New York City picks up the pieces after night of unrest, curfew extended
NEW YORK (Reuters) – New York City will remain under curfew through Sunday after another night of looting that marred largely peaceful protests over an African-American man’s death in police custody in Minneapolis.
Shopkeepers and cleaning crews swept glass from shattered windows and boarded up storefronts in midtown Manhattan on Tuesday morning, one of the areas worst hit by the looting.
After ransacking luxury stores in SoHo on Sunday night, looters targeted the shopping district at the city’s heart on Monday, including Macy’s iconic flagship department store in Herald Square.
Sneakers were scattered on the glass-covered floor of a nearby Foot Locker store. Cleaning crews tried to wash away signs of the night’s events from building walls.
Mayor Bill de Blasio on Tuesday condemned the looting as unacceptable. He told a daily briefing he was extending an 8 p.m-5 a.m. EST (0000-0900 GMT) curfew through Sunday “to ensure there will be peace and order today and tonight, all week in New York City.”
Monday’s decision by New York Governor Andrew Cuomo and the mayor to impose the first curfew, beginning at 11 p.m. EST (0300 GMT), in the city since 1943 did not succeed in halting violence and looting overnight.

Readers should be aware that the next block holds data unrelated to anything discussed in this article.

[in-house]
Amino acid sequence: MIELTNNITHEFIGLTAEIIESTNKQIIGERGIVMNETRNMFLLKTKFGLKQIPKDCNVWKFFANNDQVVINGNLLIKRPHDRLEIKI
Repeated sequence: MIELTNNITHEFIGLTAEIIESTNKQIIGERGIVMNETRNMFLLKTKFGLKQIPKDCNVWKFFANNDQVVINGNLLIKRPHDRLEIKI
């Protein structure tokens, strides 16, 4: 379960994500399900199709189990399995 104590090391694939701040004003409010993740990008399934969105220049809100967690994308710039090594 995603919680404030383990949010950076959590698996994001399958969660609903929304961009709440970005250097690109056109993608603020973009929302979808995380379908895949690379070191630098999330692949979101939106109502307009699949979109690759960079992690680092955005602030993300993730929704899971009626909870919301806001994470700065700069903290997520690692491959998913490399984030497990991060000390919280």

More than 700 people were arrested Monday night into Tuesday morning, New York Police Commissioner Dermot Shea said, as thousands of protesters across the city demanded reforms and an end to police brutality.
Cuomo said on Tuesday the police failed to stop looting and other crime in the city and that de Blasio underestimated the scope of the problem.
De Blasio, who said the protests have been largely peaceful, called on community leaders to step forward and help quell the violence.
“Do not let outsiders attack your community, do not let a violent few attack your community, do not let criminals attack your community, stand up,” he said.